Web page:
Louisiana Channel

Latest design videos from Louisiana Channel, a non-profit web-TV channel based at the Louisiana Museum of Modern Art in Humlebaek, Denmark.

Sophia Kalkau Interview: Bubbles of Humour

Sophia Kalkau Interview: Bubbles of Humour

Kalkau uses herself as well as her – often “egg-shaped” – sculptures in her photographs: “I think my objects take on a different life when they are in my photographs.” She applies different techniques while developing film, one of them being solarization, which she also uses to revive old pictures with an added layer: “It creates a strange, obscure and dream-like state in the photos.

When she creates art in public spaces or buildings, such as churches, Kalkau feels that it has to be “as simple as possible so you understand why it’s placed there. And on the other hand, I’d like it to have an element of surprise.” In continuation of this, Kalkau feels that humour is necessary for art: “Humour undermines power or diffuses a situation.” 

Sophia Kalkau (b. 1960) is a Danish artist, who primarily works with sculptures and photography. Kalkau has exhibited widely and her decorative commissions can be seen in venues throughout Denmark including Grøndal Church and Skejby Hospital. She is the recipient of several prestigious awards including the 2008 Eckersberg Medal. In addition to her sculptures and photographic works, Kalkau has also written prose and books on aesthetics. For more see: kalkau.dk/

Sophia Kalkau was interviewed by Nina Humphrey at Kunsten Museum of Modern Art in Aalborg, Denmark in November 2018 in connection with the exhibition ‘Sophia Kalkau – The Material and the Egg’.

Camera: Nina Humphrey, Sofie Høyer, Susi Castelo and Patrick Lang 
Produced by: Marc-Christoph Wagner, Nina Humphrey, Sofie Høyer, Susi Castelo and Patrick Lang 
Edited by: Nina Humphrey, Sofie Høyer, Susi Castelo and Patrick Lang 
Copyright: Louisiana Channel, Louisiana Museum of Modern Art, 2019

Supported by Nordea fonden

Nanna Ditzel Design Interview: An Image of Life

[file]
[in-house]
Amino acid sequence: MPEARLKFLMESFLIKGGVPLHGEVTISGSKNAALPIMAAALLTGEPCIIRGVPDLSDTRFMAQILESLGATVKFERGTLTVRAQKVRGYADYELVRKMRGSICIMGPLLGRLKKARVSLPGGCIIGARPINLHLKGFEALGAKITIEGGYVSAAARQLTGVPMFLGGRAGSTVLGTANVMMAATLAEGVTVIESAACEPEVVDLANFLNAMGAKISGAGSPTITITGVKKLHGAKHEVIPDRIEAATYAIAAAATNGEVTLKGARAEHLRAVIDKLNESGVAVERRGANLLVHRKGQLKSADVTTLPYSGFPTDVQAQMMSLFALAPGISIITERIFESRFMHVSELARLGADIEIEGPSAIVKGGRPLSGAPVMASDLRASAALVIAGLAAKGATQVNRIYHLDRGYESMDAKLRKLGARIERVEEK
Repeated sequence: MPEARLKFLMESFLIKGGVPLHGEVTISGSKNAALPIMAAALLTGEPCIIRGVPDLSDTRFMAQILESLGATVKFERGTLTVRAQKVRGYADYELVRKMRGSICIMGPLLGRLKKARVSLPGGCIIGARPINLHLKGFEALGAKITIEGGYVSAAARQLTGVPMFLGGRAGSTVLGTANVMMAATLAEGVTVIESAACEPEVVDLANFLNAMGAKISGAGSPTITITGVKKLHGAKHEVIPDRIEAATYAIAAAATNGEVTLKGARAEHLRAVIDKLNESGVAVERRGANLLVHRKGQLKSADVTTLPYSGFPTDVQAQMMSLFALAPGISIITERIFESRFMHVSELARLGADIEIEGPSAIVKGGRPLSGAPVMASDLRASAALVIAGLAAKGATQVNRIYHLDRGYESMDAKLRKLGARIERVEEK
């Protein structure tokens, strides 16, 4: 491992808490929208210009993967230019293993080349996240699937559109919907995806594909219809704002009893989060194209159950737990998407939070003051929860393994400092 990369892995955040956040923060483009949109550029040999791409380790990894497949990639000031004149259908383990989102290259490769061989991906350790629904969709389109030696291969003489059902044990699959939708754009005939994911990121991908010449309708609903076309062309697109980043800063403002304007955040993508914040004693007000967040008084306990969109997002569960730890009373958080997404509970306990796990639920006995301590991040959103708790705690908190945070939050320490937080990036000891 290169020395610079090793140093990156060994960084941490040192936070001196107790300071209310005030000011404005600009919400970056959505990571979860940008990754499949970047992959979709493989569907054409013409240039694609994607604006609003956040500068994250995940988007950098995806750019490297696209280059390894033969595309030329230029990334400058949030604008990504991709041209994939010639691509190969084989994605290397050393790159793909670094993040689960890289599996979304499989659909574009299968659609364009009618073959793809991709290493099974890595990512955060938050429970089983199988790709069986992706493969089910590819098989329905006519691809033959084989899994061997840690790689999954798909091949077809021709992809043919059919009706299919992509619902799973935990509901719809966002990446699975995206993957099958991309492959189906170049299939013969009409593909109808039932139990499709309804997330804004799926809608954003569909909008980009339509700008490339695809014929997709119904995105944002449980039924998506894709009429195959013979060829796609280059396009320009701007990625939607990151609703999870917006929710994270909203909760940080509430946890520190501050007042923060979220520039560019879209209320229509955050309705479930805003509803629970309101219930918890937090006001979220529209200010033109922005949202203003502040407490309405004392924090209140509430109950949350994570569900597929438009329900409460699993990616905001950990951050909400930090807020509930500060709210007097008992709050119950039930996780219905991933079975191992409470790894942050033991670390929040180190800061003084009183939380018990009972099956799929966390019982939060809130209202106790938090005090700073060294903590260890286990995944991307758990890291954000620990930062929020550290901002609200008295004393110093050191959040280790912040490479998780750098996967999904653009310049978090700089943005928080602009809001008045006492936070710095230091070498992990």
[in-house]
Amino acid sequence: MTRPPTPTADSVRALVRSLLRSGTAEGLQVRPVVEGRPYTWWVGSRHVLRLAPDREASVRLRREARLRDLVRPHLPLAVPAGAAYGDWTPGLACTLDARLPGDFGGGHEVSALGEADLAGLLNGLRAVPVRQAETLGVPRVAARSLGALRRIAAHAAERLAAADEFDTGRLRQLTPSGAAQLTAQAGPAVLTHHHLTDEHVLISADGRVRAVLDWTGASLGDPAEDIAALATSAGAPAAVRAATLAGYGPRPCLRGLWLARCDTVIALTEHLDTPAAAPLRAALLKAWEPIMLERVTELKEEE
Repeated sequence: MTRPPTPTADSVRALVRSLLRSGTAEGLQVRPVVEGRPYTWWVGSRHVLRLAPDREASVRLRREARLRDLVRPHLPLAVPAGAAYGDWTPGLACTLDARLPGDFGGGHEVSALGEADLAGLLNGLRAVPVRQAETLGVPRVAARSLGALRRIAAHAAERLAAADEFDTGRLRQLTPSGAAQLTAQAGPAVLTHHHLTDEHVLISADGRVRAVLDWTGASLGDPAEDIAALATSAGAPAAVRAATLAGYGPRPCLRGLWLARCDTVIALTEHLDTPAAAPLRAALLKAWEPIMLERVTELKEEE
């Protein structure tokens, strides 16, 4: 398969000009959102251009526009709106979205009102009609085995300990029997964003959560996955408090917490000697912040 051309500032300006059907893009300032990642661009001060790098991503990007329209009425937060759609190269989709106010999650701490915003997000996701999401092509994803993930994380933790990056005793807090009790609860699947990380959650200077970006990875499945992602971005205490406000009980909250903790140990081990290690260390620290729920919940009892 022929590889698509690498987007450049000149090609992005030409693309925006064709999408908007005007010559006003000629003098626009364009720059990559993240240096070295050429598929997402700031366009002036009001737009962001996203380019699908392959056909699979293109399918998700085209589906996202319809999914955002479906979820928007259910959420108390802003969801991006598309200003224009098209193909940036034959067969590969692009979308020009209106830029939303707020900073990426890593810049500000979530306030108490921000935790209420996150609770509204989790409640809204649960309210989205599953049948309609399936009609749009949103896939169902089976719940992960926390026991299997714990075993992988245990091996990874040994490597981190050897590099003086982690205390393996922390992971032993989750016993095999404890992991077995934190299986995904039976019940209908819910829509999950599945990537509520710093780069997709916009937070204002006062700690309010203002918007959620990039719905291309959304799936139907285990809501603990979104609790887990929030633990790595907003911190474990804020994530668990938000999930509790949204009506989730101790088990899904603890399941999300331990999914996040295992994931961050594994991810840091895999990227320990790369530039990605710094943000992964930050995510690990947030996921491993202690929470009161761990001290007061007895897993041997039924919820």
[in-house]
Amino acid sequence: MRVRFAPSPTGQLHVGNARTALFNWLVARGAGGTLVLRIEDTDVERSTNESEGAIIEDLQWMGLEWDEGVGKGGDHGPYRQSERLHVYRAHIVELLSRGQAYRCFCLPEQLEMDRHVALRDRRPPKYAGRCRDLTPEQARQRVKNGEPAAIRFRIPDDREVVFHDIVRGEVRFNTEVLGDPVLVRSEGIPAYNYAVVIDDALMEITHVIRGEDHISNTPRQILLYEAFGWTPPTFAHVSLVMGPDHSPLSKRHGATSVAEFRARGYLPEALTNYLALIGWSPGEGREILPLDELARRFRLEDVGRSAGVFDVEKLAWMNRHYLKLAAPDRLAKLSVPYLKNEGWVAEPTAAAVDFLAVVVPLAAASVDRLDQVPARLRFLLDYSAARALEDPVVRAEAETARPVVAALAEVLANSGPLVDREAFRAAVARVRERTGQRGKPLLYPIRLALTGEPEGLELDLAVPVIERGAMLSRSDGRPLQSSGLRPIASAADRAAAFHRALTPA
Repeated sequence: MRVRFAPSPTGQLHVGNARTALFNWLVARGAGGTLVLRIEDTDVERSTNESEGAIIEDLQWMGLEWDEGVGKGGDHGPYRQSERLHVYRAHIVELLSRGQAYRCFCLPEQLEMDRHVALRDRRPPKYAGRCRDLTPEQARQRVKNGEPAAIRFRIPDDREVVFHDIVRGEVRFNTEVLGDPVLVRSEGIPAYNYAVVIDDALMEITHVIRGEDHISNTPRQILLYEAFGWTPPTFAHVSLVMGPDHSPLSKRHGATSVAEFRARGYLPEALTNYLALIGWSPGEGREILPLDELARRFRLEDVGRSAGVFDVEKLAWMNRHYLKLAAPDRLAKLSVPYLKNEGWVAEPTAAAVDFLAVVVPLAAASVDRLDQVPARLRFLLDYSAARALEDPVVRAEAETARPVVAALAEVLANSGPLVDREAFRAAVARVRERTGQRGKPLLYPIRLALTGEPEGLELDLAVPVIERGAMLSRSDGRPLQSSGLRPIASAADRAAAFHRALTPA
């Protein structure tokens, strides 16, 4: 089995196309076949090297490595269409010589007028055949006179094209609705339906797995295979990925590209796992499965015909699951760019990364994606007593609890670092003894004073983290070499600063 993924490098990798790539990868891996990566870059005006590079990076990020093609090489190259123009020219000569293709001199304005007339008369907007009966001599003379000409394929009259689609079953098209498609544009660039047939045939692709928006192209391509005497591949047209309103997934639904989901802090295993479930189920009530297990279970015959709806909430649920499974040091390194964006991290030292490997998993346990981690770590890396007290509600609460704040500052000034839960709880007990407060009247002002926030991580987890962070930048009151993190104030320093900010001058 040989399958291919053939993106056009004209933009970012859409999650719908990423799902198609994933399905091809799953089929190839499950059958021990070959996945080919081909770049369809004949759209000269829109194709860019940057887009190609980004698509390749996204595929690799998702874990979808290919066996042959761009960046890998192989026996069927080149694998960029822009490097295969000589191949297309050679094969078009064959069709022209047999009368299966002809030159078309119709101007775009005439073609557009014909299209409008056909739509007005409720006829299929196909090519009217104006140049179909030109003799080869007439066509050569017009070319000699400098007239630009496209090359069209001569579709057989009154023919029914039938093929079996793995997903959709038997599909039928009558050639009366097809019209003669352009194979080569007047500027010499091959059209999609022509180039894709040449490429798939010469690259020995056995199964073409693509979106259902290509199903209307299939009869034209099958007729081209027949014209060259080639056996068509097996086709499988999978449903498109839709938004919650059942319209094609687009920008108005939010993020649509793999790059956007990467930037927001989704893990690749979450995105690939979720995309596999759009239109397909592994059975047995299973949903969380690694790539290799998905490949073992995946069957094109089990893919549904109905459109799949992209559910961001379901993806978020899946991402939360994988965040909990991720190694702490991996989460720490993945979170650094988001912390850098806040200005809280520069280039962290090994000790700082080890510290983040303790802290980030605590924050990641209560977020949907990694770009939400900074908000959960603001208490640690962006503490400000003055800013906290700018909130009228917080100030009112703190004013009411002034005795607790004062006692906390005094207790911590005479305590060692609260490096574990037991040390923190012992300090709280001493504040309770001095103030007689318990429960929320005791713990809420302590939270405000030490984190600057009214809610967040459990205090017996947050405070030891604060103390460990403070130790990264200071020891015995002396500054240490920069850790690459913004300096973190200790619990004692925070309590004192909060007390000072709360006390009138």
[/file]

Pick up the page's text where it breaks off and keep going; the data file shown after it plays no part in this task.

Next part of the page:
“I want to have ideas about design that create an image of life as I see it,” said ‘The First Lady of Danish Design’, Nanna Ditzel (b. 1923-d. 2005). Watch her daughter, Dennie Ditzel, talk about the experimental and innovative designer, who became a leading figure in the renewal of Danish design.

“They wanted to leave the conventional world that they believed they lived in. They wanted to get away from the typical living room with a sofa, two armchairs and a coffee table.” Dennie Ditzel shares how her parents got the idea of taking advantage of a room’s three dimensions, by standing on the dining table one evening to see what the view was from up there. This, she feels, reflects how their design was about allowing people to live and to think in a different way – to have unconventional seating arrange-ments and hence unconventional ways of being together: “She wanted all of us to enjoy a setting where it was possible to be free and creative.” In a time where the norm was furniture with angles, Ditzel’s furniture was very organic, imitating nature in shape and function.

Although Ditzel is now among the most influential in Danish design, being a female designer in the 1950s and 1960s wasn’t easy “because you weren’t considered a man’s equal.” To Ditzel, however, nothing was impossible, and Dennie Ditzel talks of how her mother always managed to persuade foremen to try out things that they thought were impossible: “In most cases, it could be done. So she was very ambitious and innovative and experimental.”